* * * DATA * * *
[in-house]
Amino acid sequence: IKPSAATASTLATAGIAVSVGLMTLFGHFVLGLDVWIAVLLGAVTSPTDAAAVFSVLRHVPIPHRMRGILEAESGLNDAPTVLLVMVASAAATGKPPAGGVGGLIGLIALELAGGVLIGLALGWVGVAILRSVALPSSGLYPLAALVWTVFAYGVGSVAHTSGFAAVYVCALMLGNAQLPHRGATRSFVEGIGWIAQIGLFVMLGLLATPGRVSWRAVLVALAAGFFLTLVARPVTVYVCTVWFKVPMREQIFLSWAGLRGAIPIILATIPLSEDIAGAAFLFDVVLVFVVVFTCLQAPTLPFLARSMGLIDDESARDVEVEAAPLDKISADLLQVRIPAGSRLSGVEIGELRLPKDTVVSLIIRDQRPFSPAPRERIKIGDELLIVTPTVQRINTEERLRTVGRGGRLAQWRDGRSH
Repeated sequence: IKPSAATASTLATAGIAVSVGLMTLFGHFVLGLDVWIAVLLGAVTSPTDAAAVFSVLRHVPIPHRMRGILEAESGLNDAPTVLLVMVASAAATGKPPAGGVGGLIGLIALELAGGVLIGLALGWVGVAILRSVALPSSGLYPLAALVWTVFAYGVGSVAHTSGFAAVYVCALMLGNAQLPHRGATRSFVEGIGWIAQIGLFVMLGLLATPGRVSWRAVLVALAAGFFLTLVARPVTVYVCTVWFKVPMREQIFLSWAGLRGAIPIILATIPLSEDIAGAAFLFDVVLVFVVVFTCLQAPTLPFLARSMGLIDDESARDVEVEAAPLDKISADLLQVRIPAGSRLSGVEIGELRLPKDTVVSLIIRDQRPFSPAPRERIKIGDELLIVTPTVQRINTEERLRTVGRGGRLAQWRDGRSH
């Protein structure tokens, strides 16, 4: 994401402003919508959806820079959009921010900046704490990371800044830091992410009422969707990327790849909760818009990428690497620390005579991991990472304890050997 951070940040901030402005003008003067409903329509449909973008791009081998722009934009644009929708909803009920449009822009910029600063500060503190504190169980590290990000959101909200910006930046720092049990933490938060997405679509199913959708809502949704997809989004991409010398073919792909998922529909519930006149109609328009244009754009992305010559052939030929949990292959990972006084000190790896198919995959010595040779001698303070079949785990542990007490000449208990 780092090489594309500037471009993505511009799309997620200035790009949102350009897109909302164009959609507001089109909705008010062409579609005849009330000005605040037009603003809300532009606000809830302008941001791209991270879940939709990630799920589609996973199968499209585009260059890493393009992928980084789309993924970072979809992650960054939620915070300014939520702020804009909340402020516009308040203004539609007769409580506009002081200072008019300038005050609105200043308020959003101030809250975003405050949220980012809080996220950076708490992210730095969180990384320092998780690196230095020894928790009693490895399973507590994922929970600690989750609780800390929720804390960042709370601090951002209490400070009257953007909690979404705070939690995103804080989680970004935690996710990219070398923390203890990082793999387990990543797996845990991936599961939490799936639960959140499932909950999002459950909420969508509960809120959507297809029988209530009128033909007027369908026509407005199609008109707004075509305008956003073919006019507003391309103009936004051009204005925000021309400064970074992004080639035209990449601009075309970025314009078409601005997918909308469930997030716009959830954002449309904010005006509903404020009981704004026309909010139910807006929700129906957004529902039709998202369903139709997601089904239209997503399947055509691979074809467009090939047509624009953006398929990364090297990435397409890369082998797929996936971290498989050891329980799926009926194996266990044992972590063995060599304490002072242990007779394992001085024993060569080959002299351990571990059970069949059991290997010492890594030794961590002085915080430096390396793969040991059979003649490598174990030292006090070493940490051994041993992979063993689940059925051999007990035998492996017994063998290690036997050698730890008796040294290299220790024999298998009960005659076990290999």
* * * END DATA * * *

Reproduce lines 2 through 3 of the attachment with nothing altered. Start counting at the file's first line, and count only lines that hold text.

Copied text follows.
Amino acid sequence: IKPSAATASTLATAGIAVSVGLMTLFGHFVLGLDVWIAVLLGAVTSPTDAAAVFSVLRHVPIPHRMRGILEAESGLNDAPTVLLVMVASAAATGKPPAGGVGGLIGLIALELAGGVLIGLALGWVGVAILRSVALPSSGLYPLAALVWTVFAYGVGSVAHTSGFAAVYVCALMLGNAQLPHRGATRSFVEGIGWIAQIGLFVMLGLLATPGRVSWRAVLVALAAGFFLTLVARPVTVYVCTVWFKVPMREQIFLSWAGLRGAIPIILATIPLSEDIAGAAFLFDVVLVFVVVFTCLQAPTLPFLARSMGLIDDESARDVEVEAAPLDKISADLLQVRIPAGSRLSGVEIGELRLPKDTVVSLIIRDQRPFSPAPRERIKIGDELLIVTPTVQRINTEERLRTVGRGGRLAQWRDGRSH
Repeated sequence: IKPSAATASTLATAGIAVSVGLMTLFGHFVLGLDVWIAVLLGAVTSPTDAAAVFSVLRHVPIPHRMRGILEAESGLNDAPTVLLVMVASAAATGKPPAGGVGGLIGLIALELAGGVLIGLALGWVGVAILRSVALPSSGLYPLAALVWTVFAYGVGSVAHTSGFAAVYVCALMLGNAQLPHRGATRSFVEGIGWIAQIGLFVMLGLLATPGRVSWRAVLVALAAGFFLTLVARPVTVYVCTVWFKVPMREQIFLSWAGLRGAIPIILATIPLSEDIAGAAFLFDVVLVFVVVFTCLQAPTLPFLARSMGLIDDESARDVEVEAAPLDKISADLLQVRIPAGSRLSGVEIGELRLPKDTVVSLIIRDQRPFSPAPRERIKIGDELLIVTPTVQRINTEERLRTVGRGGRLAQWRDGRSH